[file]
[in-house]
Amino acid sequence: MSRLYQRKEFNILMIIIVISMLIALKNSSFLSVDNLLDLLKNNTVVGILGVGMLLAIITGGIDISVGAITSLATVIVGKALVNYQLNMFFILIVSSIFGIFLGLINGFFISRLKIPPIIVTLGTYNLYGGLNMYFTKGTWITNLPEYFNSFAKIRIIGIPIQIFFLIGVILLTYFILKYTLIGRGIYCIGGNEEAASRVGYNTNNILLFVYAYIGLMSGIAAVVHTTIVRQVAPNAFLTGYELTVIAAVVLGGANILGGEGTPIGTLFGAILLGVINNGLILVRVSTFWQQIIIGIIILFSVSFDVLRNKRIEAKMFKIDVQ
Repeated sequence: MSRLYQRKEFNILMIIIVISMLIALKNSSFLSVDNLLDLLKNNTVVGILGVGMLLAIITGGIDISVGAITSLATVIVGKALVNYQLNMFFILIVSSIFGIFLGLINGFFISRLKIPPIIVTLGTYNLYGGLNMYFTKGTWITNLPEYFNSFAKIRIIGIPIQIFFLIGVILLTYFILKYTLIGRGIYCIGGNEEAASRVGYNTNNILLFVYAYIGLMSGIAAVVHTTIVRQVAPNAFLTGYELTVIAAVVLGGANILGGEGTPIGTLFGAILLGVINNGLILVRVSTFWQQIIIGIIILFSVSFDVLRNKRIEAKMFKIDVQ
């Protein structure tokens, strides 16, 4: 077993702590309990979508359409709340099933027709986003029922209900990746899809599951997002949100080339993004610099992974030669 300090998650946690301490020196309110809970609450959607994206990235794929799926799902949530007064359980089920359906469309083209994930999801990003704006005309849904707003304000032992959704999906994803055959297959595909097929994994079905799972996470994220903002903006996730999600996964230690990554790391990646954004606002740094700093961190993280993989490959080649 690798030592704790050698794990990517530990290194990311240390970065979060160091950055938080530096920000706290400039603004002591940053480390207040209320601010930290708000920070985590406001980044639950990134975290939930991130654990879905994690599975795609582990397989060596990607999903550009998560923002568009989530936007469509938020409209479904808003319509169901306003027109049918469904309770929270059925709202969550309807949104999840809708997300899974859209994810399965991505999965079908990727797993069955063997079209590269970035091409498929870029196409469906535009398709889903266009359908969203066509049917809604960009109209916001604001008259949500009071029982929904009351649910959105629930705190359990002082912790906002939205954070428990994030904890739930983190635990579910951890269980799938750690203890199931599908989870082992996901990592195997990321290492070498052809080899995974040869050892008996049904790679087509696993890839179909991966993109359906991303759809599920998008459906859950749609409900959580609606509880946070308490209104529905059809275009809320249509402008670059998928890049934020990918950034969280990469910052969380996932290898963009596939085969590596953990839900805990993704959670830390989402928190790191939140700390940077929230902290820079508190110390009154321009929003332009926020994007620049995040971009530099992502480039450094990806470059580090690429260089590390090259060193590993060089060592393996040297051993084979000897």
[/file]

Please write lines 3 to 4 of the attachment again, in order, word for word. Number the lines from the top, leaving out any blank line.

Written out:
Repeated sequence: MSRLYQRKEFNILMIIIVISMLIALKNSSFLSVDNLLDLLKNNTVVGILGVGMLLAIITGGIDISVGAITSLATVIVGKALVNYQLNMFFILIVSSIFGIFLGLINGFFISRLKIPPIIVTLGTYNLYGGLNMYFTKGTWITNLPEYFNSFAKIRIIGIPIQIFFLIGVILLTYFILKYTLIGRGIYCIGGNEEAASRVGYNTNNILLFVYAYIGLMSGIAAVVHTTIVRQVAPNAFLTGYELTVIAAVVLGGANILGGEGTPIGTLFGAILLGVINNGLILVRVSTFWQQIIIGIIILFSVSFDVLRNKRIEAKMFKIDVQ
């Protein structure tokens, strides 16, 4: 077993702590309990979508359409709340099933027709986003029922209900990746899809599951997002949100080339993004610099992974030669 300090998650946690301490020196309110809970609450959607994206990235794929799926799902949530007064359980089920359906469309083209994930999801990003704006005309849904707003304000032992959704999906994803055959297959595909097929994994079905799972996470994220903002903006996730999600996964230690990554790391990646954004606002740094700093961190993280993989490959080649 690798030592704790050698794990990517530990290194990311240390970065979060160091950055938080530096920000706290400039603004002591940053480390207040209320601010930290708000920070985590406001980044639950990134975290939930991130654990879905994690599975795609582990397989060596990607999903550009998560923002568009989530936007469509938020409209479904808003319509169901306003027109049918469904309770929270059925709202969550309807949104999840809708997300899974859209994810399965991505999965079908990727797993069955063997079209590269970035091409498929870029196409469906535009398709889903266009359908969203066509049917809604960009109209916001604001008259949500009071029982929904009351649910959105629930705190359990002082912790906002939205954070428990994030904890739930983190635990579910951890269980799938750690203890199931599908989870082992996901990592195997990321290492070498052809080899995974040869050892008996049904790679087509696993890839179909991966993109359906991303759809599920998008459906859950749609409900959580609606509880946070308490209104529905059809275009809320249509402008670059998928890049934020990918950034969280990469910052969380996932290898963009596939085969590596953990839900805990993704959670830390989402928190790191939140700390940077929230902290820079508190110390009154321009929003332009926020994007620049995040971009530099992502480039450094990806470059580090690429260089590390090259060193590993060089060592393996040297051993084979000897």